‘ Version 1.9 – December 29, 2009 – Output “Never” if no date.
    ‘ Version 1.10 – November 6, 2010 – No need to set objects to Nothing.

    ‘ Because the lastLogon attribute is not replicated, every Domain
    ‘ Controller in the domain must be queried to find the latest lastLogon
    ‘ date for each user. The lastest date found is kept in a dictionary
    ‘ object. The program first uses ADO to search the domain for all Domain
    ‘ Controllers. The AdsPath of each Domain Controller is saved in an
    ‘ array. Then, for each Domain Controller, ADO is used to search the
    ‘ copy of Active Directory on that Domain Controller for all user
    ‘ objects and return the lastLogon attribute. The lastLogon attribute is
    ‘ a 64-bit number representing the number of 100 nanosecond intervals
    ‘ since 12:00 am January 1, 1601. This value is converted to a date. The
    ‘ last logon date is in UTC (Coordinated Univeral Time). It must be
    ‘ adjusted by the Time Zone bias in the machine registry to convert to
    ‘ local time.

    ‘ You have a royalty-free right to use, modify, reproduce, and
    ‘ distribute this script file in any way you find useful, provided that
    ‘ you agree that the copyright owner above has no warranty, obligations,
    ‘ or liability for such use.

    Option Explicit

    Dim objRootDSE, strConfig, adoConnection, adoCommand, strQuery
    Dim adoRecordset, objDC
    Dim strDNSDomain, objShell, lngBiasKey, lngBias, k, arrstrDCs()
    Dim strDN, dtmDate, objDate, objList, strUser
    Dim strBase, strFilter, strAttributes, lngHigh, lngLow

    ‘added variables to output to a file – by Edmar Goncalves 09/16/2011
    Dim objFSO, objFile, objCompN, strComputerName

    Set objFSO = CreateObject(”Scripting.FileSystemObject”)
    Set objFile = objFSO.CreateTextFile(”output2.txt”, True)

    ‘ Use a dictionary object to track latest lastLogon for each user.
    Set objList = CreateObject(”Scripting.Dictionary”)
    objList.CompareMode = vbTextCompare

    ‘ Obtain local Time Zone bias from machine registry.
    ‘ This bias changes with Daylight Savings Time.
    Set objShell = CreateObject(”Wscript.Shell”)
    lngBiasKey = objShell.RegRead(”HKLM\System\CurrentControlSet\Control\” _
    & “TimeZoneInformation\ActiveTimeBias”)
    If (UCase(TypeName(lngBiasKey)) = “LONG”) Then
    lngBias = lngBiasKey
    ElseIf (UCase(TypeName(lngBiasKey)) = “VARIANT()”) Then
    lngBias = 0
    For k = 0 To UBound(lngBiasKey)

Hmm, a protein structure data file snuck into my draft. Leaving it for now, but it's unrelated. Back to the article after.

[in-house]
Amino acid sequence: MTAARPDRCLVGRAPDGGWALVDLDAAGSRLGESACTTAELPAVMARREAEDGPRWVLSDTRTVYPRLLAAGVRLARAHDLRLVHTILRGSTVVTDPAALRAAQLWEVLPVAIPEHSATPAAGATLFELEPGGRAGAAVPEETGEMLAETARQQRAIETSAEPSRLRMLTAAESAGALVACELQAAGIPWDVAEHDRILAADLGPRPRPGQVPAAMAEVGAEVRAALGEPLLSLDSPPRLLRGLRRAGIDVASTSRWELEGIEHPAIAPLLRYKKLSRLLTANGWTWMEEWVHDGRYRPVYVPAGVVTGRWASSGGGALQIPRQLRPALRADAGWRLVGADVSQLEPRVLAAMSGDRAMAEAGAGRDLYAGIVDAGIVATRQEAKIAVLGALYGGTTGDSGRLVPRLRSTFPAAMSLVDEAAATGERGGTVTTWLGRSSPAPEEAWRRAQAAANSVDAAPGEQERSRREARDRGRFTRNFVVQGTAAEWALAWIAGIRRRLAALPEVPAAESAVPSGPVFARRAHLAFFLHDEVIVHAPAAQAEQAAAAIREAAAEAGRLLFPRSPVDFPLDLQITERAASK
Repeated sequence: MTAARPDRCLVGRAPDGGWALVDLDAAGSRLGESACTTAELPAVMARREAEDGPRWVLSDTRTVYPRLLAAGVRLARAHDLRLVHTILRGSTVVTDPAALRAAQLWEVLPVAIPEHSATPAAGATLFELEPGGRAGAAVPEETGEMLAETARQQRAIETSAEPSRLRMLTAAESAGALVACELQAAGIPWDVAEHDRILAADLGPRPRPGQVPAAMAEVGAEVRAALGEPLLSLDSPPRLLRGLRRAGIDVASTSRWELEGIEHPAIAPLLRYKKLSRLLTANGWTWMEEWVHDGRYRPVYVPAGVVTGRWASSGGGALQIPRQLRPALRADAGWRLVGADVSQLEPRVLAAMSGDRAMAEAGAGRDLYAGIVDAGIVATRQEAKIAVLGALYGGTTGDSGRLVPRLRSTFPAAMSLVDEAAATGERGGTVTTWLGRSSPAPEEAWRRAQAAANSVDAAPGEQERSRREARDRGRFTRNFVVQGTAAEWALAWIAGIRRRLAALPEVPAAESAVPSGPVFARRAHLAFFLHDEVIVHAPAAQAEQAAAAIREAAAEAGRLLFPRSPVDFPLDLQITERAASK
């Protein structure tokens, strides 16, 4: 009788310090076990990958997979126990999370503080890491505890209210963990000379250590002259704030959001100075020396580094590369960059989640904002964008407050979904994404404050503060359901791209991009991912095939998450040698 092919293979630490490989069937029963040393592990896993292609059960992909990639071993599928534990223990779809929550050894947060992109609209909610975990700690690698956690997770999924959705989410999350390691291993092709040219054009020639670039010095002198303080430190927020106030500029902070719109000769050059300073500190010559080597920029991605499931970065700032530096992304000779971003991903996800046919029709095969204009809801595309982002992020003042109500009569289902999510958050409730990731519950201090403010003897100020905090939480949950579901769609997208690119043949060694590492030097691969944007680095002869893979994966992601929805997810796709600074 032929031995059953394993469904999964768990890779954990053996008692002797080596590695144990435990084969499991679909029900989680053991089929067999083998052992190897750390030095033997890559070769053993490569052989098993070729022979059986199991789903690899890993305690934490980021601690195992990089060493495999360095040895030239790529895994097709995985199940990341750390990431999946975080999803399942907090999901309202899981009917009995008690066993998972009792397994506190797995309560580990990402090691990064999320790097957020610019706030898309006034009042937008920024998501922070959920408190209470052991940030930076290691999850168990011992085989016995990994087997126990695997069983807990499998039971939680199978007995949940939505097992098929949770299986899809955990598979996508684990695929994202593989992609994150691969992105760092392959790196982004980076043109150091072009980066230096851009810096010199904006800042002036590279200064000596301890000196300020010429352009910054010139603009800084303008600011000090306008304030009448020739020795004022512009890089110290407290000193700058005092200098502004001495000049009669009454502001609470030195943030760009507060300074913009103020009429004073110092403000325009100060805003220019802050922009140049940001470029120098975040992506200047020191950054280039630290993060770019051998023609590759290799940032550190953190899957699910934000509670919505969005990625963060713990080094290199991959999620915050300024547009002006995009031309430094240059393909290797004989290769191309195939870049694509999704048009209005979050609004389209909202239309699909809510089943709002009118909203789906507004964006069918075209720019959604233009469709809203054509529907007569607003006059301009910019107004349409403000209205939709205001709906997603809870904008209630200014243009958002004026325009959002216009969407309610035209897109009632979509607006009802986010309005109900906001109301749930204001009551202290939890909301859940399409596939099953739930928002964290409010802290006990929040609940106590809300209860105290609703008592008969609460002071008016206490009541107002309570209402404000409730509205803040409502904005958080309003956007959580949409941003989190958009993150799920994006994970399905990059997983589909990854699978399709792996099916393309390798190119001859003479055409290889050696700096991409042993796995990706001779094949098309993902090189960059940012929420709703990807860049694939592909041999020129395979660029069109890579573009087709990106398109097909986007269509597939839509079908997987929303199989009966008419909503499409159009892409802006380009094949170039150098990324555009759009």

lngBias = lngBias + (lngBiasKey(k) * 256^k)
    End If

    ‘ Determine configuration context and DNS domain from RootDSE object.
    Set objRootDSE = GetObject(”LDAP://RootDSE”)
    strConfig = objRootDSE.Get(”configurationNamingContext”)
    strDNSDomain = objRootDSE.Get(”defaultNamingContext”)

    ‘ Use ADO to search Active Directory for ObjectClass nTDSDSA.
    ‘ This will identify all Domain Controllers.
    Set adoCommand = CreateObject(”ADODB.Command”)
    Set adoConnection = CreateObject(”ADODB.Connection”)
    adoConnection.Provider = “ADsDSOObject”
    adoConnection.Open “Active Directory Provider”
    adoCommand.ActiveConnection = adoConnection

    strBase = “”
    strFilter = “(objectClass=nTDSDSA)”
    strAttributes = “AdsPath”
    strQuery = strBase & “;” & strFilter & “;” & strAttributes & “;subtree”

    adoCommand.CommandText = strQuery
    adoCommand.Properties(”Page Size”) = 1000
    adoCommand.Properties(”Timeout”) = 60
    adoCommand.Properties(”Cache Results”) = False

    Set adoRecordset = adoCommand.Execute

    ‘ Enumerate parent objects of class nTDSDSA. Save Domain Controller
    ‘ AdsPaths in dynamic array arrstrDCs.
    k = 0
    Do Until adoRecordset.EOF
    Set objDC = _
    ReDim Preserve arrstrDCs(k)
    arrstrDCs(k) = objDC.DNSHostName
    k = k + 1

    ‘ Retrieve lastLogon attribute for each user on each Domain Controller.
    For k = 0 To Ubound(arrstrDCs)
    strBase = “”
    strFilter = “(&(objectCategory=person)(objectClass=user))”
    strAttributes = “distinguishedName, lastLogon”
    strQuery = strBase & “;” & strFilter & “;” & strAttributes _
    & “;subtree”
    adoCommand.CommandText = strQuery
    On Error Resume Next
    Set adoRecordset = adoCommand.Execute
    If (Err.Number 0) Then
    On Error GoTo 0
    ‘Bellow is commented out because it is not required
    ‘Wscript.Echo “Domain Controller not available: ” & arrstrDCs(k)
    On Error GoTo 0
    Do Until adoRecordset.EOF
    strDN = adoRecordset.Fields(”distinguishedName”).Value
    On Error Resume Next
    Set objDate = adoRecordset.Fields(”lastLogon”).Value
    If (Err.Number 0) Then
    On Error GoTo 0
    dtmDate = #1/1/1601#
    On Error GoTo 0
    lngHigh = objDate.HighPart
    lngLow = objDate.LowPart
    If (lngLow objList(strDN)) Then
    objList.Item(strDN) = dtmDate
    End If
    objList.Add strDN, dtmDate
    End If
    End If

    ‘ Output latest lastLogon date for each user.
    For Each strUser In objList.Keys
    If (objList.Item(strUser) = #1/1/1601#) Then
    objFile.WriteLine strUser & “,Never”
    objFile.WriteLine strUser & “,” & objList.Item(strUser)
    End If

    ‘ Clean up.

    -Edmar G.

    September 22nd, 2011 at 9:38 am